Poetry Explorer- Classic Contemporary Poetry, ODE: THE MEDITERRANEAN, by GEORGE SANTAYANA

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ODE: THE MEDITERRANEAN, by                 Poet Analysis     Poet's Biography
First Line: Of thee the northman by his beached galley
Last Line: Solace of mortals.
Variant Title(s): Ode: 5
Subject(s): Mediterranean Sea

Of thee the Northman by his beached galley
Dreamt, as he watched the never-setting Ursa
And longed for summer and thy light, O sacred

Unseen he loved thee; for the heart within him
Knew earth had gardens where he might be blessed,
Putting away long dreams and aimless, barbarous
Hunger for battle.

The foretaste of thy langours thawed his bosom;
A great need drove him to thy caverned islands
From the gray, endless reaches of the outer
Desert of ocean.

He saw thy pillars, saw thy sudden mountains
Wrinkled and stark, and in their crooked gorges,
'Neath peeping pine and cypress, guessed the torrent
Smothered in flowers.

Thine incense to the sun, thy gathered vapours,
He saw suspended on the flanks of Taurus,
Or veiling the snowed bosom of the virgin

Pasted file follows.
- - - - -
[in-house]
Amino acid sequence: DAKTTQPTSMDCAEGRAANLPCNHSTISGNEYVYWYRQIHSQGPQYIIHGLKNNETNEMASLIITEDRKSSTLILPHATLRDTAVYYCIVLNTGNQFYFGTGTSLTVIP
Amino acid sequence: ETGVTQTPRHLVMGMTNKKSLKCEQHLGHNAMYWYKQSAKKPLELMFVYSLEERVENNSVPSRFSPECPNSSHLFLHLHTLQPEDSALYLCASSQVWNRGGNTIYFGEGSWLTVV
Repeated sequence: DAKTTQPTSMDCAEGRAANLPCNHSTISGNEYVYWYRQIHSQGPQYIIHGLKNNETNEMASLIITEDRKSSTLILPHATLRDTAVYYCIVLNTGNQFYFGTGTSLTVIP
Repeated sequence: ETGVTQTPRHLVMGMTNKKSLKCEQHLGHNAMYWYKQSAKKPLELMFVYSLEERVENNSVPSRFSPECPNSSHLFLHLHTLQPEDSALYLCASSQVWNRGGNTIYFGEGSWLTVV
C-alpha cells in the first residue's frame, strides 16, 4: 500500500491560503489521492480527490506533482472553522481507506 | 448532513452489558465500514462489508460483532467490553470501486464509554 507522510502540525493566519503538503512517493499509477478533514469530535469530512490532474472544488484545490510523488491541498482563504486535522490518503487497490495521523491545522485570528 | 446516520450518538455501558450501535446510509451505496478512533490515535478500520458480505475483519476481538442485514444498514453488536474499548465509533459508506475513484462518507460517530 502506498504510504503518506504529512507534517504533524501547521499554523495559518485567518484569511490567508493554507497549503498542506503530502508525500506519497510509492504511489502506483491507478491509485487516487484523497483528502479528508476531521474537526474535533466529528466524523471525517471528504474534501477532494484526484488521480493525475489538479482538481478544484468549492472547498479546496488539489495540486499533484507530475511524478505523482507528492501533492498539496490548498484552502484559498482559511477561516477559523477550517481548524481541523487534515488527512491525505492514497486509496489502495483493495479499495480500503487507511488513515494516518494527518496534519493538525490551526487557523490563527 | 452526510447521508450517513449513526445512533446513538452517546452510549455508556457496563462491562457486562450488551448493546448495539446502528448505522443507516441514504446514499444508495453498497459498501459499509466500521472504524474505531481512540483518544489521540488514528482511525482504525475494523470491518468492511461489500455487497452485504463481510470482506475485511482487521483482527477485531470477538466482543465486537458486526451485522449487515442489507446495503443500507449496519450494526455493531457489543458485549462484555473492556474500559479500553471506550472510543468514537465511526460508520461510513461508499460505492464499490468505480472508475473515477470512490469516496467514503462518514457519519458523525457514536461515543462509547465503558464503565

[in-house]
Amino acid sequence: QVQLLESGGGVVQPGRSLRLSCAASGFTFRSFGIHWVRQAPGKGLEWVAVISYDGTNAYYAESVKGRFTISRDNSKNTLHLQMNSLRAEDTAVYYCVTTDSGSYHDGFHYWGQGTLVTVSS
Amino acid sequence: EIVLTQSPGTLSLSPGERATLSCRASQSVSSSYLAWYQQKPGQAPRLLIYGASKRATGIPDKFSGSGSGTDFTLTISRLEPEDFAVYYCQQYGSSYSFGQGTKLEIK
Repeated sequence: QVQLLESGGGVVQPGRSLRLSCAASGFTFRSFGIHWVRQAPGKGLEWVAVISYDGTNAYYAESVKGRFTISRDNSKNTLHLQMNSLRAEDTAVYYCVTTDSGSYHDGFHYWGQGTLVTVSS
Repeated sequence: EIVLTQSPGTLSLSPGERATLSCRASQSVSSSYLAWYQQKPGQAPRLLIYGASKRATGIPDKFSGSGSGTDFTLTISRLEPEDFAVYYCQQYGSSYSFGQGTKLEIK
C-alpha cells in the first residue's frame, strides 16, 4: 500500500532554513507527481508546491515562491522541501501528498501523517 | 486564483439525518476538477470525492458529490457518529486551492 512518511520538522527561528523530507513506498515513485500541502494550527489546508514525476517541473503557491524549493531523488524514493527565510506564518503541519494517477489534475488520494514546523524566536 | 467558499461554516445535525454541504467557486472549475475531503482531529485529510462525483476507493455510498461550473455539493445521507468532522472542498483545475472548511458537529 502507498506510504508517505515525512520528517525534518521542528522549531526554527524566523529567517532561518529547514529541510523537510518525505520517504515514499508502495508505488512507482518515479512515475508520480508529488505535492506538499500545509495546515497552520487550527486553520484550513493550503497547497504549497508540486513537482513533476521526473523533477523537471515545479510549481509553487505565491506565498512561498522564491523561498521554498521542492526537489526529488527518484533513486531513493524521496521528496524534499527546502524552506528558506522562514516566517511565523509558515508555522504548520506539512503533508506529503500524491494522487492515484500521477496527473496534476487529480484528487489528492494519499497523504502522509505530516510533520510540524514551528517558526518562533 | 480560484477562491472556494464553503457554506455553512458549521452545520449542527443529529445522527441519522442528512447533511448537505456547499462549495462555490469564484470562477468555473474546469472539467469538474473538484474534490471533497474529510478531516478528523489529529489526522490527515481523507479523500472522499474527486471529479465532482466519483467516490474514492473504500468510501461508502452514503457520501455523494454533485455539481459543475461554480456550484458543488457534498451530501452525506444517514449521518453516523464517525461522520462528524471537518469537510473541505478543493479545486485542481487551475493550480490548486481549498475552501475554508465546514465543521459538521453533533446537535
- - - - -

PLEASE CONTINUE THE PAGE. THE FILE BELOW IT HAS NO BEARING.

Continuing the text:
Sister of Atlas.

He saw the luminous top of wide Olympus,
Fit for the happy gods; he saw the pilgrim
River, with rains of Ethiopia flooding
Populous Egypt.

And having seen, he loved thee. His racked spirit,
By thy breath tempered and the light that clothes thee,
Forgot the monstrous gods, and made of Nature
Mistress and mother.

The more should I, O fatal sea, before thee
Of alien words make echoes to thy music;
For I was born where first the rills of Tagus
Turn to the westward.

And wandering long, alas! have need of drinking
Deep of the patience of thy perfect sadness,
O thou that constant through the change of ages,
Beautiful ever,

Never wast wholly young and void of sorrows,
Nor ever canst be old, while yet the morning
Kindles thy ripples, or the golden evening
Dyes thee in purple.

Thee, willing to be tamed but still untamable,
The Roman called his own until he perished,
As now the busy English hover o'er thee,
Stalwart and noble;

But all is naught to thee, while no harsh winter
Congeals thy fountains, and the blown Sahara
Chokes not with dreadful sand thy deep and placid
Rock-guarded havens.

Thou carest not what men may tread thy margin;
Nor I, while from some heather-scented headland
I may behold thy beauty, the eternal
Solace of mortals.

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